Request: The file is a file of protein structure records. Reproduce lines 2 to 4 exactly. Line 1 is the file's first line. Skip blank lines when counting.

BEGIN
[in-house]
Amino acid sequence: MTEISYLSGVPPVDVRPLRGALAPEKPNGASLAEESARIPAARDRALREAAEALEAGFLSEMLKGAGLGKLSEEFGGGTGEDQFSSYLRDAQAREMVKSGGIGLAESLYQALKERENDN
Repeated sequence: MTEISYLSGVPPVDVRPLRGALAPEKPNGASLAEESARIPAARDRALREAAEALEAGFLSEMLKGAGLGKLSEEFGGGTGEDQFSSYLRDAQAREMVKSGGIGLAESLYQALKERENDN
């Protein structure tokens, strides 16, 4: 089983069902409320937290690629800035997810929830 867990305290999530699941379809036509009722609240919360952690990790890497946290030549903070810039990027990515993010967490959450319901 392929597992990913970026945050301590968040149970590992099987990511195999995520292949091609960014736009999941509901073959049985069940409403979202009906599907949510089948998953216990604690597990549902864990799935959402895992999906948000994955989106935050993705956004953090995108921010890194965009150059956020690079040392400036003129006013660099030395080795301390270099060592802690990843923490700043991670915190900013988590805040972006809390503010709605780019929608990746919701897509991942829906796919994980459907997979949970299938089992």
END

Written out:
Amino acid sequence: MTEISYLSGVPPVDVRPLRGALAPEKPNGASLAEESARIPAARDRALREAAEALEAGFLSEMLKGAGLGKLSEEFGGGTGEDQFSSYLRDAQAREMVKSGGIGLAESLYQALKERENDN
Repeated sequence: MTEISYLSGVPPVDVRPLRGALAPEKPNGASLAEESARIPAARDRALREAAEALEAGFLSEMLKGAGLGKLSEEFGGGTGEDQFSSYLRDAQAREMVKSGGIGLAESLYQALKERENDN
């Protein structure tokens, strides 16, 4: 089983069902409320937290690629800035997810929830 867990305290999530699941379809036509009722609240919360952690990790890497946290030549903070810039990027990515993010967490959450319901 392929597992990913970026945050301590968040149970590992099987990511195999995520292949091609960014736009999941509901073959049985069940409403979202009906599907949510089948998953216990604690597990549902864990799935959402895992999906948000994955989106935050993705956004953090995108921010890194965009150059956020690079040392400036003129006013660099030395080795301390270099060592802690990843923490700043991670915190900013988590805040972006809390503010709605780019929608990746919701897509991942829906796919994980459907997979949970299938089992």